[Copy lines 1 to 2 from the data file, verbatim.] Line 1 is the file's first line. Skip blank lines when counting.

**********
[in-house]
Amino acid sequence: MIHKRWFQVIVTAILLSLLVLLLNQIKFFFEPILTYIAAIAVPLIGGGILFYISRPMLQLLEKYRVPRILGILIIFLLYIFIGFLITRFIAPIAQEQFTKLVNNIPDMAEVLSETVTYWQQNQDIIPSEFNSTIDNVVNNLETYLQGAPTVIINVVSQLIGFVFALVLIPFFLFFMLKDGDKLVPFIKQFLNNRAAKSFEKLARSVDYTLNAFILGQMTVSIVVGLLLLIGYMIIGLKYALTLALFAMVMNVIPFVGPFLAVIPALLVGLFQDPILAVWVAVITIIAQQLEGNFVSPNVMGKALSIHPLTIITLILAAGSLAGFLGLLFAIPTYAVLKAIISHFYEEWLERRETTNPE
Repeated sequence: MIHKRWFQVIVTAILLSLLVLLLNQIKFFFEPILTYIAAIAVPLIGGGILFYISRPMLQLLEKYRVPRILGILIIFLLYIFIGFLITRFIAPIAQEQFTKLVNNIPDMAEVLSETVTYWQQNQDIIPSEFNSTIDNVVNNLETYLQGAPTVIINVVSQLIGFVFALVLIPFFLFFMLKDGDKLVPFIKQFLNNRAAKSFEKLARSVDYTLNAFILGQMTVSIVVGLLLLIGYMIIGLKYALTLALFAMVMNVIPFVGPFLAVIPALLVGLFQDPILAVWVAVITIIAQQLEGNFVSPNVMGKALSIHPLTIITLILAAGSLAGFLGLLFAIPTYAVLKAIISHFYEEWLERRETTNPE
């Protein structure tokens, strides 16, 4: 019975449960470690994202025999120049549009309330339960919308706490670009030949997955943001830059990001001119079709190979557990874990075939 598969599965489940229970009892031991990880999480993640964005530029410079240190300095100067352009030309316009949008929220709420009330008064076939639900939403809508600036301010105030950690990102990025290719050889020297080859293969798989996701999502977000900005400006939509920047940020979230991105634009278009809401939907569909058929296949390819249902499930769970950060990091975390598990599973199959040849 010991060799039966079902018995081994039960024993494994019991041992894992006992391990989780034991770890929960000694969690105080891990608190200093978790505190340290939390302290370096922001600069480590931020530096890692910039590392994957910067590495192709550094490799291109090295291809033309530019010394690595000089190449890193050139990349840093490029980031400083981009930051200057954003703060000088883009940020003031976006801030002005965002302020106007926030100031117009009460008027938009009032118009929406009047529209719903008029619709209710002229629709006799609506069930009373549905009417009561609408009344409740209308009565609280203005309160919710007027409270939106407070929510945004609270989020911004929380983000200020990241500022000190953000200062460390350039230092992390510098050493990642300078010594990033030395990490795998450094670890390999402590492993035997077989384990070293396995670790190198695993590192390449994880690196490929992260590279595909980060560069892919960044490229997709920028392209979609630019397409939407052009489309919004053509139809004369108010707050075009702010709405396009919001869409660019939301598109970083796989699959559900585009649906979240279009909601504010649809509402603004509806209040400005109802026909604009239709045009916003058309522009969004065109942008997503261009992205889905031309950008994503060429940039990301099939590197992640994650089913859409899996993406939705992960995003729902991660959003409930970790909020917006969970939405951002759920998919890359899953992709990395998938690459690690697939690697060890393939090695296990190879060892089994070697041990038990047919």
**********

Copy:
[in-house]
Amino acid sequence: MIHKRWFQVIVTAILLSLLVLLLNQIKFFFEPILTYIAAIAVPLIGGGILFYISRPMLQLLEKYRVPRILGILIIFLLYIFIGFLITRFIAPIAQEQFTKLVNNIPDMAEVLSETVTYWQQNQDIIPSEFNSTIDNVVNNLETYLQGAPTVIINVVSQLIGFVFALVLIPFFLFFMLKDGDKLVPFIKQFLNNRAAKSFEKLARSVDYTLNAFILGQMTVSIVVGLLLLIGYMIIGLKYALTLALFAMVMNVIPFVGPFLAVIPALLVGLFQDPILAVWVAVITIIAQQLEGNFVSPNVMGKALSIHPLTIITLILAAGSLAGFLGLLFAIPTYAVLKAIISHFYEEWLERRETTNPE